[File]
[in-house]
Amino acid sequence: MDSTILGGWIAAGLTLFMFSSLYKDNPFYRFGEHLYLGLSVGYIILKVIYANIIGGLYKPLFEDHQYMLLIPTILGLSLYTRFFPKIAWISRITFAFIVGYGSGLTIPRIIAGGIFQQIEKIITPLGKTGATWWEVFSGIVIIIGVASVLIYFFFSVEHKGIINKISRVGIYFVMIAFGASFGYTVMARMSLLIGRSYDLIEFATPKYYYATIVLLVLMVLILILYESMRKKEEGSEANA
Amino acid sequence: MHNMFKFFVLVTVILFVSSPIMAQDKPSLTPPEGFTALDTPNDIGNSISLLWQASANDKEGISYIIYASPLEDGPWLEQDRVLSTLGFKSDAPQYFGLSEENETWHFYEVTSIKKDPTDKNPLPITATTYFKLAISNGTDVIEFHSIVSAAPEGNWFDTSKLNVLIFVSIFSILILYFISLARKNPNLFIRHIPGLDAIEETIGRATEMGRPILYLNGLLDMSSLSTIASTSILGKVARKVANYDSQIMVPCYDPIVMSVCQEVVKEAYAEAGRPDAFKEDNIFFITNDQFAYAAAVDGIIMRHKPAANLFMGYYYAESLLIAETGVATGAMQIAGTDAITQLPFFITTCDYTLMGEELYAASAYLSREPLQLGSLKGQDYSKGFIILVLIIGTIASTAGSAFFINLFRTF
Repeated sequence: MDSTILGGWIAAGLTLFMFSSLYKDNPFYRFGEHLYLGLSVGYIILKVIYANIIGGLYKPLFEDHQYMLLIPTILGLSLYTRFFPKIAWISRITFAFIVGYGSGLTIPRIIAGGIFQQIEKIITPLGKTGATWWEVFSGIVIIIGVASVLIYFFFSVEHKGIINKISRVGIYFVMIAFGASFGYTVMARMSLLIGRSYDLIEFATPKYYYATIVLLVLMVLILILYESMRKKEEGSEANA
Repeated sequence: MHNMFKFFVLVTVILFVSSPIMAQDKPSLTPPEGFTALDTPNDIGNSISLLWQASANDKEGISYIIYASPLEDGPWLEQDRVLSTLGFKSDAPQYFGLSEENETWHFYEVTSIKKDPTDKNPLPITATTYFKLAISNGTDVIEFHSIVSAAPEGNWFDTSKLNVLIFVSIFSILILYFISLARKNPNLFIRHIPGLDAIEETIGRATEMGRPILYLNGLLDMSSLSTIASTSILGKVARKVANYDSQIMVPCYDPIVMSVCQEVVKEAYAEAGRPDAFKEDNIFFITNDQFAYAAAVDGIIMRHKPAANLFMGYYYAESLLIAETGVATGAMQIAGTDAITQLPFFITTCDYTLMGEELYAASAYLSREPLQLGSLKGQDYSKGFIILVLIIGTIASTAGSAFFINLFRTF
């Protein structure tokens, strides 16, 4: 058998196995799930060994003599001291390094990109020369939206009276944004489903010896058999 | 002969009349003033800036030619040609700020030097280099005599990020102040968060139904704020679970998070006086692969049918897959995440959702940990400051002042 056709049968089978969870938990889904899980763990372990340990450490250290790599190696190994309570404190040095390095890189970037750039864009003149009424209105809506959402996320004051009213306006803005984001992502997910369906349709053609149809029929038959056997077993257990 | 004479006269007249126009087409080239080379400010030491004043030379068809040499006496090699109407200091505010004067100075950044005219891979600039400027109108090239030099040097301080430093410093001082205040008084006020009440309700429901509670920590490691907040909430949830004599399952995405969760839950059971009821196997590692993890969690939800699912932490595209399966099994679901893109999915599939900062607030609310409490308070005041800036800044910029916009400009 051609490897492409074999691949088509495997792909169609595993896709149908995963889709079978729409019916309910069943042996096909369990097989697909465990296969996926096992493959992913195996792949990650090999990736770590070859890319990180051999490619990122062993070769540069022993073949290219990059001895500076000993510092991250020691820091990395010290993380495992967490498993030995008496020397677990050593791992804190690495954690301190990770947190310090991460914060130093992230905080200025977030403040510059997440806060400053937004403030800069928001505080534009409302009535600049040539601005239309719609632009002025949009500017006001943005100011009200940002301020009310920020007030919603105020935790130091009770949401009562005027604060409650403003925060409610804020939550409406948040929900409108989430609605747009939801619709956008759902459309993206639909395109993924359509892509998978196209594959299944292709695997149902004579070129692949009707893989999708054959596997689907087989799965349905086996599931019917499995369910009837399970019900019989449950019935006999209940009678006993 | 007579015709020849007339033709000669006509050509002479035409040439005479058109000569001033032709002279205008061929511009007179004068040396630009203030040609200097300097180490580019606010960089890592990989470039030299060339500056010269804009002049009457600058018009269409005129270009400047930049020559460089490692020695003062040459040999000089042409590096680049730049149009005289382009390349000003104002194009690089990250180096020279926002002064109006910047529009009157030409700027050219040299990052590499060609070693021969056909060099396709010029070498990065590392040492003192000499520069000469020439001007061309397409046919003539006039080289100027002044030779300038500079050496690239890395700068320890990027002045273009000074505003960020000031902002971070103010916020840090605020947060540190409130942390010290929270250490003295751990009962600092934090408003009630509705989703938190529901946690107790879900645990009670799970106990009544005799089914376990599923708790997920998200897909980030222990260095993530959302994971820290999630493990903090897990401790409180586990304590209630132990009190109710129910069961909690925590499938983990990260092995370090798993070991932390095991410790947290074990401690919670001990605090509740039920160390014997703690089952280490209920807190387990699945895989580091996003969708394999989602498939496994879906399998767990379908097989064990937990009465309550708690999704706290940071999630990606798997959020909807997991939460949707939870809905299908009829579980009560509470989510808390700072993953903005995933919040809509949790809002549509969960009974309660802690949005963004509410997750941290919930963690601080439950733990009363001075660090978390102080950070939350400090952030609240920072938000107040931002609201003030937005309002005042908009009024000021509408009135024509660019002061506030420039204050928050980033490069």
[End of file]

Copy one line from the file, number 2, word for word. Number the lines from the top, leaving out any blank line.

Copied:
Amino acid sequence: MDSTILGGWIAAGLTLFMFSSLYKDNPFYRFGEHLYLGLSVGYIILKVIYANIIGGLYKPLFEDHQYMLLIPTILGLSLYTRFFPKIAWISRITFAFIVGYGSGLTIPRIIAGGIFQQIEKIITPLGKTGATWWEVFSGIVIIIGVASVLIYFFFSVEHKGIINKISRVGIYFVMIAFGASFGYTVMARMSLLIGRSYDLIEFATPKYYYATIVLLVLMVLILILYESMRKKEEGSEANA